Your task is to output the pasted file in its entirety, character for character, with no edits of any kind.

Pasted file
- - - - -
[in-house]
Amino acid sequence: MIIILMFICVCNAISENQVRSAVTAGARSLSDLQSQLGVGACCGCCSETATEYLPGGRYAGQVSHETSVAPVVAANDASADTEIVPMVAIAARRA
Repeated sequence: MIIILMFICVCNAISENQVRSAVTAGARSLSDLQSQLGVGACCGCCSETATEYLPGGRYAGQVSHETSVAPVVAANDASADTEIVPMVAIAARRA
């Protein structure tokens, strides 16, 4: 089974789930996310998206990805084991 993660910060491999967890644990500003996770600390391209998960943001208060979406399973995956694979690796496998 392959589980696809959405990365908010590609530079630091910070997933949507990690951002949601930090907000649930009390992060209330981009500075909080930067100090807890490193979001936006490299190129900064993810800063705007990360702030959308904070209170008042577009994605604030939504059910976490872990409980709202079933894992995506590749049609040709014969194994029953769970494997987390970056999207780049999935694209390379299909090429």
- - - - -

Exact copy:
[in-house]
Amino acid sequence: MIIILMFICVCNAISENQVRSAVTAGARSLSDLQSQLGVGACCGCCSETATEYLPGGRYAGQVSHETSVAPVVAANDASADTEIVPMVAIAARRA
Repeated sequence: MIIILMFICVCNAISENQVRSAVTAGARSLSDLQSQLGVGACCGCCSETATEYLPGGRYAGQVSHETSVAPVVAANDASADTEIVPMVAIAARRA
């Protein structure tokens, strides 16, 4: 089974789930996310998206990805084991 993660910060491999967890644990500003996770600390391209998960943001208060979406399973995956694979690796496998 392959589980696809959405990365908010590609530079630091910070997933949507990690951002949601930090907000649930009390992060209330981009500075909080930067100090807890490193979001936006490299190129900064993810800063705007990360702030959308904070209170008042577009994605604030939504059910976490872990409980709202079933894992995506590749049609040709014969194994029953769970494997987390970056999207780049999935694209390379299909090429």